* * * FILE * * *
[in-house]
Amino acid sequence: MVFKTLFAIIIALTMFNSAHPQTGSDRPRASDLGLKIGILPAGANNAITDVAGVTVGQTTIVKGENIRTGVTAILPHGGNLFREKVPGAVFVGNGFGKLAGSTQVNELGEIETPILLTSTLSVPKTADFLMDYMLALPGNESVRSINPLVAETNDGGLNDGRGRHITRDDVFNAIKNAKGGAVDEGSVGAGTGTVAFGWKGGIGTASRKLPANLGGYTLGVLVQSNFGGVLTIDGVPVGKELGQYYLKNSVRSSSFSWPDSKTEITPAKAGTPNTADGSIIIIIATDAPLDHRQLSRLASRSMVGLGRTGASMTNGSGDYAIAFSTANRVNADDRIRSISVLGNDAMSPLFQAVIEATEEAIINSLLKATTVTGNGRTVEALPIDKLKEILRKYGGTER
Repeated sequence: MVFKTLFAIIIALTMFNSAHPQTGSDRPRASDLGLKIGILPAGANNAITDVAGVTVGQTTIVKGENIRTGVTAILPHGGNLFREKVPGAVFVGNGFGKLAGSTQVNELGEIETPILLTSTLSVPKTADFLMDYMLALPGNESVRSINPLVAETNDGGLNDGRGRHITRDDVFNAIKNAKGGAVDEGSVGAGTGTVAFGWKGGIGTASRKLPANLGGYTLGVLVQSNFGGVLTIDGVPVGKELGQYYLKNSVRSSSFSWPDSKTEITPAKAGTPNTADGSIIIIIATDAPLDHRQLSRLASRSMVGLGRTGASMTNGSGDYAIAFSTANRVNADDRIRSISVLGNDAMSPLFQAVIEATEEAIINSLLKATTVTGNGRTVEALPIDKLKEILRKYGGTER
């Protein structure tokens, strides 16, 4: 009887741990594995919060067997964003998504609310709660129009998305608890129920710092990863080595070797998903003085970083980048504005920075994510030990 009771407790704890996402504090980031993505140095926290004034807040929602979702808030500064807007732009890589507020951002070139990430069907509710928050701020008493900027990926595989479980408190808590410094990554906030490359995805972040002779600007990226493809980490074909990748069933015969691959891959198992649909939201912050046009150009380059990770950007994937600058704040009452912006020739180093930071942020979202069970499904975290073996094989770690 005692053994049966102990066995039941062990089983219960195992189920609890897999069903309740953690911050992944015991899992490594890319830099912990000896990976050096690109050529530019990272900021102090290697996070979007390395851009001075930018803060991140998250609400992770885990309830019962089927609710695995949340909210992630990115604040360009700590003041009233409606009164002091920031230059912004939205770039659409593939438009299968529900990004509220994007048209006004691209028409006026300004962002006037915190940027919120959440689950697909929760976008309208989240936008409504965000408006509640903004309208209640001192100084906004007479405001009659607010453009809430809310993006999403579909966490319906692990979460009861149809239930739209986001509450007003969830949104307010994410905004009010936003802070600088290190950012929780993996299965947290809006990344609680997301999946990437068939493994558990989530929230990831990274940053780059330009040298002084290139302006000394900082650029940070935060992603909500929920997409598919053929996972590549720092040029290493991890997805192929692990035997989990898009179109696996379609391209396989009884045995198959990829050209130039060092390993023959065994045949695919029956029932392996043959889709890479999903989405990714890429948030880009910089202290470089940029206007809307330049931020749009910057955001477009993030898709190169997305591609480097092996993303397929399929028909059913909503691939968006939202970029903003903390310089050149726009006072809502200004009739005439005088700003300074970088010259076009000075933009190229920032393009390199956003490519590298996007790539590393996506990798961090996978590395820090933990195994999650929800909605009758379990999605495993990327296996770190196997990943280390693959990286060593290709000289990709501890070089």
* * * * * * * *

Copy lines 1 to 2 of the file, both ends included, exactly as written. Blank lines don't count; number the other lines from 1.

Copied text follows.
[in-house]
Amino acid sequence: MVFKTLFAIIIALTMFNSAHPQTGSDRPRASDLGLKIGILPAGANNAITDVAGVTVGQTTIVKGENIRTGVTAILPHGGNLFREKVPGAVFVGNGFGKLAGSTQVNELGEIETPILLTSTLSVPKTADFLMDYMLALPGNESVRSINPLVAETNDGGLNDGRGRHITRDDVFNAIKNAKGGAVDEGSVGAGTGTVAFGWKGGIGTASRKLPANLGGYTLGVLVQSNFGGVLTIDGVPVGKELGQYYLKNSVRSSSFSWPDSKTEITPAKAGTPNTADGSIIIIIATDAPLDHRQLSRLASRSMVGLGRTGASMTNGSGDYAIAFSTANRVNADDRIRSISVLGNDAMSPLFQAVIEATEEAIINSLLKATTVTGNGRTVEALPIDKLKEILRKYGGTER